Nicki Sprinz

DANIELLE NEWNHAM

Posted on January 13 2016

This week's Wednesday Woman is the fantastic Nicki Sprinz: mother, Business Director at award-winning digital product studio ustwo, and co-founder of Ada's List, an international community support group for women in tech. Here's her story:

Newnham: What were you like growing up?
Sprinz: I was the eldest of three – makes you feel like the guinea pig at times, but also responsible in a funny way. I was terrible at music despite attempting to learn the piano and the flute, but I did discover a love of art and particularly sculpture and ended up working as an assistant pottery teacher as a teenager. We didn’t really watch TV as kids, my parents weren’t fans, and I remember having to make a case to watch Neighbours so that I wasn’t socially excluded in senior school, as I had no idea what anyone was talking about!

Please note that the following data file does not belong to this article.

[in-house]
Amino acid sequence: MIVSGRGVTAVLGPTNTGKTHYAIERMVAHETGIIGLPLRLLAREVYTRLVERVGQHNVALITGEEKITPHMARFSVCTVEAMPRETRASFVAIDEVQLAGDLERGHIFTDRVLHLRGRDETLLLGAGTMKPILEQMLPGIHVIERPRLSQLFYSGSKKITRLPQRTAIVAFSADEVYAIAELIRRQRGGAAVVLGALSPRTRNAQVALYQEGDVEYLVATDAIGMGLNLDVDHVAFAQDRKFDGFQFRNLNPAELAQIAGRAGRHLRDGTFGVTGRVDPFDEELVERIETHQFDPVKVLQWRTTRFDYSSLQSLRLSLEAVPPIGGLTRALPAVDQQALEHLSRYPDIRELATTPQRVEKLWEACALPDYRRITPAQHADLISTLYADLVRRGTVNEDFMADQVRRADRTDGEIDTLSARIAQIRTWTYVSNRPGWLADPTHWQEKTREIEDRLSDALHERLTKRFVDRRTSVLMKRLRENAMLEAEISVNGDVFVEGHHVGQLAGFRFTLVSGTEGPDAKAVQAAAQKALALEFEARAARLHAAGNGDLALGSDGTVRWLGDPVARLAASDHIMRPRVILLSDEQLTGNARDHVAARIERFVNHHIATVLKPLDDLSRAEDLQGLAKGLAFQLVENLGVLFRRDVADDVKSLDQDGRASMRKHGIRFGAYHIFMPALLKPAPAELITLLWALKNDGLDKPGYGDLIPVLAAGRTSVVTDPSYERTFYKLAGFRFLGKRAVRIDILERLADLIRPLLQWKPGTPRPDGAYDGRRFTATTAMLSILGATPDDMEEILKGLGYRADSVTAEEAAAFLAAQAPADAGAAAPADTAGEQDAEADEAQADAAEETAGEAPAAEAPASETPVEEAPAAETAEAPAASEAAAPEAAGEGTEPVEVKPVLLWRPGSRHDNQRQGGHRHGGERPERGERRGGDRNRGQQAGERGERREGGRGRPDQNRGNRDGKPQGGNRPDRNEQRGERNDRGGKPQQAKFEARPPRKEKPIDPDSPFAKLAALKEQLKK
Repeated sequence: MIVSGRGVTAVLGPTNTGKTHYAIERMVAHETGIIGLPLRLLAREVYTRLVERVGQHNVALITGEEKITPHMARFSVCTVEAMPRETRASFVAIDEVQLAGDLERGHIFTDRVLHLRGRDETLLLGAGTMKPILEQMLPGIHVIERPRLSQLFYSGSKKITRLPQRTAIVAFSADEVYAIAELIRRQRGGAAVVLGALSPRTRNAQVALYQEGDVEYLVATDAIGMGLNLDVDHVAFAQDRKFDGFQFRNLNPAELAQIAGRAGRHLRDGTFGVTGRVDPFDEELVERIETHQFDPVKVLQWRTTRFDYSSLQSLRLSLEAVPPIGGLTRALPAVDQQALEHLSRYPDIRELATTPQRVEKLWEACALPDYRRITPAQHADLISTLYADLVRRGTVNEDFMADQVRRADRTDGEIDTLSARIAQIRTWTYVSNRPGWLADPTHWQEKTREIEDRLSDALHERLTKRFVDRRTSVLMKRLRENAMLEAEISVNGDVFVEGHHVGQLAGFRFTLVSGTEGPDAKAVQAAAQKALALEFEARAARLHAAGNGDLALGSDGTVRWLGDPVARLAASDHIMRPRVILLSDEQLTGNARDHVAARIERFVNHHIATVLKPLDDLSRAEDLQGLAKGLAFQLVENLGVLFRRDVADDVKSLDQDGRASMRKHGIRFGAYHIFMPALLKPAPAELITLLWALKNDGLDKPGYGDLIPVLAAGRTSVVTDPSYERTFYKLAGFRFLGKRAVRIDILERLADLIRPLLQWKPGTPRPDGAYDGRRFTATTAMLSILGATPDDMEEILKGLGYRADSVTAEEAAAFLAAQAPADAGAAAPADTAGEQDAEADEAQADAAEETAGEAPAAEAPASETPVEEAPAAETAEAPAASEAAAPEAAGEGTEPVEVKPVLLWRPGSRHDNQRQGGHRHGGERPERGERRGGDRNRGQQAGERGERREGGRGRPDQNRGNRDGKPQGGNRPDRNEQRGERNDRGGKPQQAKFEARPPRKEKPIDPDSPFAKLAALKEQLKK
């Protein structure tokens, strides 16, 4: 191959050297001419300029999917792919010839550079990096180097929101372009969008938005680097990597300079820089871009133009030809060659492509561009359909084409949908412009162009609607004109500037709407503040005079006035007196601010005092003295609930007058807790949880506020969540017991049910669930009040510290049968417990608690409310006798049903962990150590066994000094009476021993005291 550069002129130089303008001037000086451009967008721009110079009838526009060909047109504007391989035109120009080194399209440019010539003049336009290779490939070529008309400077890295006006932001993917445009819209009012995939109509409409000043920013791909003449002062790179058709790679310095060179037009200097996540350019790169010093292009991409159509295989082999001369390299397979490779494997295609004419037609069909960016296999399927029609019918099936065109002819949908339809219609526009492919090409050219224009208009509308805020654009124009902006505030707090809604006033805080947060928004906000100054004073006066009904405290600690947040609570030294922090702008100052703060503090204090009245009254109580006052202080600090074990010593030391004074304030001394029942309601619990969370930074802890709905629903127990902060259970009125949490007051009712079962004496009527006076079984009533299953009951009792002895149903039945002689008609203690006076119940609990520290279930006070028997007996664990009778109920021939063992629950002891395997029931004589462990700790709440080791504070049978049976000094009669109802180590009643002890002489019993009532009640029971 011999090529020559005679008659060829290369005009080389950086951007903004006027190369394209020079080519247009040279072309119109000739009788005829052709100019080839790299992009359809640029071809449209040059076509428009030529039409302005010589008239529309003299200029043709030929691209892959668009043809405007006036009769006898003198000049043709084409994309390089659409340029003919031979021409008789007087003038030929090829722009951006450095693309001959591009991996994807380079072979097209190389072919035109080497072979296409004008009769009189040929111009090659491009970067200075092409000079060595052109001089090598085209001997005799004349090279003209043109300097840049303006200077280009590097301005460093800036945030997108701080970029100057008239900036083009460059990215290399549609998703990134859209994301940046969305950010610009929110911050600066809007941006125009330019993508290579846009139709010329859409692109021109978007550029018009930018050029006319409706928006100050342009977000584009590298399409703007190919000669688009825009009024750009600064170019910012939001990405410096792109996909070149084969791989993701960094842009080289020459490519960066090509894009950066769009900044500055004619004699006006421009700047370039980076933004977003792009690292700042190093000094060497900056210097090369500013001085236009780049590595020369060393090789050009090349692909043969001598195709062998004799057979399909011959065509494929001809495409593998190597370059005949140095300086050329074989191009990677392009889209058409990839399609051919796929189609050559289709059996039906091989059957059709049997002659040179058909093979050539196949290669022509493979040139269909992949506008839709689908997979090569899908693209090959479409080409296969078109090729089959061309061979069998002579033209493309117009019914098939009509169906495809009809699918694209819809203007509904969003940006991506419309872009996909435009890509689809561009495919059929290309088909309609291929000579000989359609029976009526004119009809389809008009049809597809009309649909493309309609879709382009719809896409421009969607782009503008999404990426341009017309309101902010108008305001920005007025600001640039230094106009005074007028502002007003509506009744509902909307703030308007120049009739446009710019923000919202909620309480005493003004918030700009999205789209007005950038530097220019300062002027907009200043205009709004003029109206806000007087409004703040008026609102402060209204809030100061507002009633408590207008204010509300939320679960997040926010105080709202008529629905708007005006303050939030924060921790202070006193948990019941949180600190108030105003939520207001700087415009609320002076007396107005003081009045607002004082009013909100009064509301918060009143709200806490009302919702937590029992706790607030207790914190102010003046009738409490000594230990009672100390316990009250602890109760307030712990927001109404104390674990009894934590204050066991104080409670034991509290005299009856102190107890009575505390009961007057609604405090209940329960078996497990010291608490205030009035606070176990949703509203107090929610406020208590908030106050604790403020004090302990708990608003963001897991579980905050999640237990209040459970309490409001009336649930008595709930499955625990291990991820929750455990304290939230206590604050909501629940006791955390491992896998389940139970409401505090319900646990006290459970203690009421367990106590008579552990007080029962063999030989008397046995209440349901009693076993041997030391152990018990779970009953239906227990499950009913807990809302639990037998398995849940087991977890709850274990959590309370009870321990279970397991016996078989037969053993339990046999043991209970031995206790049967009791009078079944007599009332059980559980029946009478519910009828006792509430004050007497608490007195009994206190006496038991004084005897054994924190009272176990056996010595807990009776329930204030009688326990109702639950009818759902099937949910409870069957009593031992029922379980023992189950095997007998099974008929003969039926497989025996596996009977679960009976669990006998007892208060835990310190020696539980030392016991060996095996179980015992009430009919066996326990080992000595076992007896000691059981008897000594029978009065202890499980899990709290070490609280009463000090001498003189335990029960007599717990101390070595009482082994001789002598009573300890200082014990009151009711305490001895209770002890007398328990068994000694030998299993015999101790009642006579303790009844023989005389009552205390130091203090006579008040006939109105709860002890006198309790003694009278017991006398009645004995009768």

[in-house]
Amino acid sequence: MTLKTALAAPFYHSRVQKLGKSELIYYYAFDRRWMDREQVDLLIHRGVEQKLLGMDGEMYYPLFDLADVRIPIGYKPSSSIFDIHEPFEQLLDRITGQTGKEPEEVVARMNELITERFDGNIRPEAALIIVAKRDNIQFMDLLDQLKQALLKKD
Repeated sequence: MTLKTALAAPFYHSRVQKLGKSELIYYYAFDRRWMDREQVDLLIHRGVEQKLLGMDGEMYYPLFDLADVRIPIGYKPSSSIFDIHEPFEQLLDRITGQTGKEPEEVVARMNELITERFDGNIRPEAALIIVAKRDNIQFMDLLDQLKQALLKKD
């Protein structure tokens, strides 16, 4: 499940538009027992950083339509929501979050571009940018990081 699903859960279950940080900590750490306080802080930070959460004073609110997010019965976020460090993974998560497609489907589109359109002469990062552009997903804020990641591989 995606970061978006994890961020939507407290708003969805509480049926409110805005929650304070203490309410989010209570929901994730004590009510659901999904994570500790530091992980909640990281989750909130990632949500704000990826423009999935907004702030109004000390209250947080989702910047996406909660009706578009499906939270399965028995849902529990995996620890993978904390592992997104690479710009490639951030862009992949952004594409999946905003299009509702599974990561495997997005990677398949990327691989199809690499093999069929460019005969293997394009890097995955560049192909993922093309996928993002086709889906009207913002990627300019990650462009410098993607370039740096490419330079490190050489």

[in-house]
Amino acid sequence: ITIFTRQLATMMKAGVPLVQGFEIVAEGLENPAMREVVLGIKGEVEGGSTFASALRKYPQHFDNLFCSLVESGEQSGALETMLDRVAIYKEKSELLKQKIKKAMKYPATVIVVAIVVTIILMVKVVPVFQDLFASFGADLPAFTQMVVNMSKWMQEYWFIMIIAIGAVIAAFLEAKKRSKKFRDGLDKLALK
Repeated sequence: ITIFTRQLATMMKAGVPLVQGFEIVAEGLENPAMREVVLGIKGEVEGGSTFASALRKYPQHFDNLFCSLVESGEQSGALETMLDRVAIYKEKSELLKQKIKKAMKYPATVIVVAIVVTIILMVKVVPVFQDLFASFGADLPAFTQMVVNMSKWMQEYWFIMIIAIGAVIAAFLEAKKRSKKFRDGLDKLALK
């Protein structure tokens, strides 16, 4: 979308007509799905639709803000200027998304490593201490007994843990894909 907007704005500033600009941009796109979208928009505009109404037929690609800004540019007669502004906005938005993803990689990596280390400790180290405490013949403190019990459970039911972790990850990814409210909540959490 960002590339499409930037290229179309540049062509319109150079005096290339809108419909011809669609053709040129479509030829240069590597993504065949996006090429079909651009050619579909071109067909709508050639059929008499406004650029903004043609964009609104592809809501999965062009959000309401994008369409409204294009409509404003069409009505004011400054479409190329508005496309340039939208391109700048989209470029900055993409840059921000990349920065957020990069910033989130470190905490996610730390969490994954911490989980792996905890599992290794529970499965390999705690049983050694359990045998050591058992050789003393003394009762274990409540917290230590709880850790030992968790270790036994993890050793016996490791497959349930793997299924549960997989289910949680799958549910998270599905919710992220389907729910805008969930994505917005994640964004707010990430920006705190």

Newnham: What do you do now?
Sprinz:
I’ve had a varied career via journalism, and health information in NHS, before landing in product development. Currently I work at ustwo, – a digital product studio that is based in New York, Malmo, Sydney and also London. I’m the Business Director there, which means I get to help clients solve business challenges and support teams in bringing new products to market. ustwo is an amazing company, and I feel lucky every morning that I get to go into work there.